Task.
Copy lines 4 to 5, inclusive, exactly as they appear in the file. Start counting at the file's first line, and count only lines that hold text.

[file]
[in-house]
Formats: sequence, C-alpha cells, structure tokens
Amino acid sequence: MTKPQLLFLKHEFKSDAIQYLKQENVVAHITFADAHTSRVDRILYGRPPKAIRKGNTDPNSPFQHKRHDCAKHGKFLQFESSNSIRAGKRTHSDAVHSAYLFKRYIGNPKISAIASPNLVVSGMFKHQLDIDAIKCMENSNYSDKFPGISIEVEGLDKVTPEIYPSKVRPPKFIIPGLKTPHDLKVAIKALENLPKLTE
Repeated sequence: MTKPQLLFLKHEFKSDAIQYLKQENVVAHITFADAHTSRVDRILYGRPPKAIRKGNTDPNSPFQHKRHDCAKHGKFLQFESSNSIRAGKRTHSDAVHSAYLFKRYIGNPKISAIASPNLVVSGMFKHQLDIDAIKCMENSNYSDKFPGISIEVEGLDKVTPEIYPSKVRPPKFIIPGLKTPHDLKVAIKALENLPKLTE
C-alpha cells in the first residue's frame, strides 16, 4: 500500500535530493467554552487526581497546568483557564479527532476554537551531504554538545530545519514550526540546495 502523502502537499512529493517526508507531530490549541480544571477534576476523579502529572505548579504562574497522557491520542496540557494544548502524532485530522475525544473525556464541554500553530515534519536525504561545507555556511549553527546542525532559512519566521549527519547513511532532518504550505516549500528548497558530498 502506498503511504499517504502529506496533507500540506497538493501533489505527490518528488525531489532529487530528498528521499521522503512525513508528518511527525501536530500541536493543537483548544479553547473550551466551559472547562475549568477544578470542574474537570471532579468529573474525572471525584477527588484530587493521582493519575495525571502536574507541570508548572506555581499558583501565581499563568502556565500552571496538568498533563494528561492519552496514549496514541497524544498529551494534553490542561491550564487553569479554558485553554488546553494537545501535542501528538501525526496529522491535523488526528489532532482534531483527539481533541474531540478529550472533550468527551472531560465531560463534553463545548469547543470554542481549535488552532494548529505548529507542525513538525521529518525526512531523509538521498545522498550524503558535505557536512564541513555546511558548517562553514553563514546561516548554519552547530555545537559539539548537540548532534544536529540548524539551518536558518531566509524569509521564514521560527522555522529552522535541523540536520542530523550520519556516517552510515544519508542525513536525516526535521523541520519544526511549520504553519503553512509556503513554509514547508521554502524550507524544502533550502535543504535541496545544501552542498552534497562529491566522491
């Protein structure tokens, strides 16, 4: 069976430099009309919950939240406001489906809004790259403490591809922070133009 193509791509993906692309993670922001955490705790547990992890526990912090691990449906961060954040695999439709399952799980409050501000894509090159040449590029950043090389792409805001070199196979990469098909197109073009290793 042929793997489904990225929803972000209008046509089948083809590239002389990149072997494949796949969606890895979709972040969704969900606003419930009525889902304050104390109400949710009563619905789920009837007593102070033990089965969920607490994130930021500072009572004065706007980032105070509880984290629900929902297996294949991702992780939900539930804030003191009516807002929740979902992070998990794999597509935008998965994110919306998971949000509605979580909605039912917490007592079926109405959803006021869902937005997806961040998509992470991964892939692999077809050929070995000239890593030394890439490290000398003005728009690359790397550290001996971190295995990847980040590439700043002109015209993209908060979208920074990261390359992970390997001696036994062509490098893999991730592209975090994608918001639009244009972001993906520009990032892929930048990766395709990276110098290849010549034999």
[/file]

Repeated sequence: MTKPQLLFLKHEFKSDAIQYLKQENVVAHITFADAHTSRVDRILYGRPPKAIRKGNTDPNSPFQHKRHDCAKHGKFLQFESSNSIRAGKRTHSDAVHSAYLFKRYIGNPKISAIASPNLVVSGMFKHQLDIDAIKCMENSNYSDKFPGISIEVEGLDKVTPEIYPSKVRPPKFIIPGLKTPHDLKVAIKALENLPKLTE
C-alpha cells in the first residue's frame, strides 16, 4: 500500500535530493467554552487526581497546568483557564479527532476554537551531504554538545530545519514550526540546495 502523502502537499512529493517526508507531530490549541480544571477534576476523579502529572505548579504562574497522557491520542496540557494544548502524532485530522475525544473525556464541554500553530515534519536525504561545507555556511549553527546542525532559512519566521549527519547513511532532518504550505516549500528548497558530498 502506498503511504499517504502529506496533507500540506497538493501533489505527490518528488525531489532529487530528498528521499521522503512525513508528518511527525501536530500541536493543537483548544479553547473550551466551559472547562475549568477544578470542574474537570471532579468529573474525572471525584477527588484530587493521582493519575495525571502536574507541570508548572506555581499558583501565581499563568502556565500552571496538568498533563494528561492519552496514549496514541497524544498529551494534553490542561491550564487553569479554558485553554488546553494537545501535542501528538501525526496529522491535523488526528489532532482534531483527539481533541474531540478529550472533550468527551472531560465531560463534553463545548469547543470554542481549535488552532494548529505548529507542525513538525521529518525526512531523509538521498545522498550524503558535505557536512564541513555546511558548517562553514553563514546561516548554519552547530555545537559539539548537540548532534544536529540548524539551518536558518531566509524569509521564514521560527522555522529552522535541523540536520542530523550520519556516517552510515544519508542525513536525516526535521523541520519544526511549520504553519503553512509556503513554509514547508521554502524550507524544502533550502535543504535541496545544501552542498552534497562529491566522491